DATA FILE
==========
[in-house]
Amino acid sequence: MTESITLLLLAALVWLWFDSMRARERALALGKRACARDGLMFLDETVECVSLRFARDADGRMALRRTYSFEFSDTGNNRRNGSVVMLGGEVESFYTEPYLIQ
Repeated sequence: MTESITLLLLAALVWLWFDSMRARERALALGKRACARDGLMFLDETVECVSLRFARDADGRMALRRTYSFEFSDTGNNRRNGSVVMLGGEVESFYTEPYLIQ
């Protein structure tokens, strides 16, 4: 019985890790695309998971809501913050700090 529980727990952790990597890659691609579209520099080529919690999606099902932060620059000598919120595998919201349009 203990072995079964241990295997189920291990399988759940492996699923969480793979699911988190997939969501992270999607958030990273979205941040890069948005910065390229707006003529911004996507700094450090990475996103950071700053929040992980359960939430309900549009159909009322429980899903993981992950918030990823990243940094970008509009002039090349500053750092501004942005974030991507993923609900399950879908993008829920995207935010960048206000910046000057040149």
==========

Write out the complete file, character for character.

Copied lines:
[in-house]
Amino acid sequence: MTESITLLLLAALVWLWFDSMRARERALALGKRACARDGLMFLDETVECVSLRFARDADGRMALRRTYSFEFSDTGNNRRNGSVVMLGGEVESFYTEPYLIQ
Repeated sequence: MTESITLLLLAALVWLWFDSMRARERALALGKRACARDGLMFLDETVECVSLRFARDADGRMALRRTYSFEFSDTGNNRRNGSVVMLGGEVESFYTEPYLIQ
């Protein structure tokens, strides 16, 4: 019985890790695309998971809501913050700090 529980727990952790990597890659691609579209520099080529919690999606099902932060620059000598919120595998919201349009 203990072995079964241990295997189920291990399988759940492996699923969480793979699911988190997939969501992270999607958030990273979205941040890069948005910065390229707006003529911004996507700094450090990475996103950071700053929040992980359960939430309900549009159909009322429980899903993981992950918030990823990243940094970008509009002039090349500053750092501004942005974030991507993923609900399950879908993008829920995207935010960048206000910046000057040149």